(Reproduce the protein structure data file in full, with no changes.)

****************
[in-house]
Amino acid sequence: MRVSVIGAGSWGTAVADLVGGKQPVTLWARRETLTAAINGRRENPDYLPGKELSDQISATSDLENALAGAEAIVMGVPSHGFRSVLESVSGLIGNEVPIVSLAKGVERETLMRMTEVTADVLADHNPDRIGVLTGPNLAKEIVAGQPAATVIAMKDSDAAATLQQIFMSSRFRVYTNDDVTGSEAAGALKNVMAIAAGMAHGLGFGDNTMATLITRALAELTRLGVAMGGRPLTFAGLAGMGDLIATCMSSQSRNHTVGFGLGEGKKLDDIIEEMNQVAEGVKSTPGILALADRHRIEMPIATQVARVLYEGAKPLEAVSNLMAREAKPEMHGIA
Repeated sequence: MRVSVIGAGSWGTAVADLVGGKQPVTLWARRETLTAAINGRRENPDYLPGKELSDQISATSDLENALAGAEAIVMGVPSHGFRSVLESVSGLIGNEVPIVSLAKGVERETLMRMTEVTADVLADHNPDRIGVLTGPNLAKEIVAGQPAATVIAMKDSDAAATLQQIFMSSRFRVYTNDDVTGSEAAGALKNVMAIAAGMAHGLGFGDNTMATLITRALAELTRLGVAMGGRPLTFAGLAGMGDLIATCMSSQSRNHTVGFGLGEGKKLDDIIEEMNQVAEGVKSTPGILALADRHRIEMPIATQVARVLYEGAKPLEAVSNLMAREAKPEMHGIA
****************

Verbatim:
[in-house]
Amino acid sequence: MRVSVIGAGSWGTAVADLVGGKQPVTLWARRETLTAAINGRRENPDYLPGKELSDQISATSDLENALAGAEAIVMGVPSHGFRSVLESVSGLIGNEVPIVSLAKGVERETLMRMTEVTADVLADHNPDRIGVLTGPNLAKEIVAGQPAATVIAMKDSDAAATLQQIFMSSRFRVYTNDDVTGSEAAGALKNVMAIAAGMAHGLGFGDNTMATLITRALAELTRLGVAMGGRPLTFAGLAGMGDLIATCMSSQSRNHTVGFGLGEGKKLDDIIEEMNQVAEGVKSTPGILALADRHRIEMPIATQVARVLYEGAKPLEAVSNLMAREAKPEMHGIA
Repeated sequence: MRVSVIGAGSWGTAVADLVGGKQPVTLWARRETLTAAINGRRENPDYLPGKELSDQISATSDLENALAGAEAIVMGVPSHGFRSVLESVSGLIGNEVPIVSLAKGVERETLMRMTEVTADVLADHNPDRIGVLTGPNLAKEIVAGQPAATVIAMKDSDAAATLQQIFMSSRFRVYTNDDVTGSEAAGALKNVMAIAAGMAHGLGFGDNTMATLITRALAELTRLGVAMGGRPLTFAGLAGMGDLIATCMSSQSRNHTVGFGLGEGKKLDDIIEEMNQVAEGVKSTPGILALADRHRIEMPIATQVARVLYEGAKPLEAVSNLMAREAKPEMHGIA